Quartz timing crystals are manufactured for frequencies from a few tens of kilohertz to tens of Megahertz.
Overtone circuits can extend that to several hundred MHz.
Packaged oscillators are available which contain the crystal, the oscillator, a driver, and perhaps a frequency divider for lower frequencies. They are available from several hundred MHz down to 1 Hz, with the low end via use of internal dividers. With use of phase locked loops, you can get packaged devices up to 75 GHz.
Better oscillators also include a controlled heater to keep the crystal at a constant temperature to minimize temperature effects.
A crystal oscillator is an electronic circuit that uses the mechanical resonance of a vibrating crystal of piezoelectric material to create an electrical signal with a very precise frequency. This frequency is commonly used to keep track of time (as in quartz wristwatches), to provide a stable clock signal for digital integrated circuits, and to stabilize frequencies for radio transmitters and receivers. The most common type of piezoelectric resonator used is the quartz crystal, so oscillator circuits designed around them were called "crystal oscillators".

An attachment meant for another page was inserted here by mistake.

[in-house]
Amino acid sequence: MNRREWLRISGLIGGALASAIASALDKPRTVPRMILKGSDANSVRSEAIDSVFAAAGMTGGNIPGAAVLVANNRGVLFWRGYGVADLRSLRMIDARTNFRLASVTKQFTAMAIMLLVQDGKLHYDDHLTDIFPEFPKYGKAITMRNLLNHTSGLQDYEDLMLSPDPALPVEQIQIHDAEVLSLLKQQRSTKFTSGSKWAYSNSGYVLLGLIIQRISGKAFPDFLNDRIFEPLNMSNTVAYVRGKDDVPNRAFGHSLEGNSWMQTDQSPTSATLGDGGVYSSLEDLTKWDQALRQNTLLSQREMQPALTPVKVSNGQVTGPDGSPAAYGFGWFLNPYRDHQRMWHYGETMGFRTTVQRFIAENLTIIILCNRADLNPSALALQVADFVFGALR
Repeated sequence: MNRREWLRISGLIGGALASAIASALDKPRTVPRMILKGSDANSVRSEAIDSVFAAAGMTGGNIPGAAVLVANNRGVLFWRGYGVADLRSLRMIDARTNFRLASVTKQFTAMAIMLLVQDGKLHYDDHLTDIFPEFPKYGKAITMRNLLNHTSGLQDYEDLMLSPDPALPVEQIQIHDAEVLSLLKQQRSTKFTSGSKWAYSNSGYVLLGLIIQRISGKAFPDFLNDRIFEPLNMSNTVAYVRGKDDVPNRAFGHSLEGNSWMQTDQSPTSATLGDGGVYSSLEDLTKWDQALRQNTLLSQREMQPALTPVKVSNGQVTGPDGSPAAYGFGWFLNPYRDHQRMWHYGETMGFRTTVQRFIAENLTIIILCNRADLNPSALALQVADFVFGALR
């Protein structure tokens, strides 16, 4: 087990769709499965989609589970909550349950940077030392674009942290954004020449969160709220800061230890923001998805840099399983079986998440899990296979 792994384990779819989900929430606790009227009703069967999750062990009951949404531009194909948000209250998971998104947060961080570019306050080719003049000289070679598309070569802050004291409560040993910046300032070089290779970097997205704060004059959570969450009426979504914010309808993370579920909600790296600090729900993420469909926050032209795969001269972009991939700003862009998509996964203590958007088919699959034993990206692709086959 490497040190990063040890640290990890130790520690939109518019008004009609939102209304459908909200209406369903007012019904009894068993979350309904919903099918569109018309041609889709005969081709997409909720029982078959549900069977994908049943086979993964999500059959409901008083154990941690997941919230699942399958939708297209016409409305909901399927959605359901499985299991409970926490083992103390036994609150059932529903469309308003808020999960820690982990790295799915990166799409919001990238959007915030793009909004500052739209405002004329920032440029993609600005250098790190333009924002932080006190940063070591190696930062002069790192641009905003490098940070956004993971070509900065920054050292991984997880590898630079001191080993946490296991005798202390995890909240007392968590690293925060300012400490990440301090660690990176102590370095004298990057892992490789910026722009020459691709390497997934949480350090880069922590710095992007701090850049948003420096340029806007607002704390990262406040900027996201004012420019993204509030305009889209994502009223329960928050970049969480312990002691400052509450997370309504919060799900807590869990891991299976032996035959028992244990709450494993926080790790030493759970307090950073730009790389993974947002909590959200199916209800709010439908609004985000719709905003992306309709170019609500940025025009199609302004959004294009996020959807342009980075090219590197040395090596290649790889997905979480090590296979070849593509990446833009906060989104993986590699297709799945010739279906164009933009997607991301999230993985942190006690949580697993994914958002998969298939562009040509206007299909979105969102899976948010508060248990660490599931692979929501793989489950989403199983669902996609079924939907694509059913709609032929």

A quartz crystal provides both series and parallel resonance. The series resonance is a few kilohertz lower than the parallel one. Crystals below 30 MHz are generally operated between series and parallel resonance, which means that the crystal appears as an inductive reactance in operation. Any additional circuit capacitance will thus pull the frequency down. For a parallel resonance crystal to operate at its specified frequency, the electronic circuit has to provide a total parallel capacitance as specified by the crystal manufacturer.
Crystals above 30 MHz (up to >200 MHz) are generally operated at series resonance where the impedance appears at its minimum and equal to the series resistance. For these crystals the series resistance is specified (<100 Ω) instead of the parallel capacitance. To reach higher frequencies, a crystal can be made to vibrate at one of its overtone modes, which occur at multiples of the fundamental resonant frequency. Only odd numbered overtones are used. Such a crystal is referred to as a 3rd, 5th, or even 7th overtone crystal. To accomplish this, the oscillator circuit usually includes additional LC circuits to select the wanted overtone.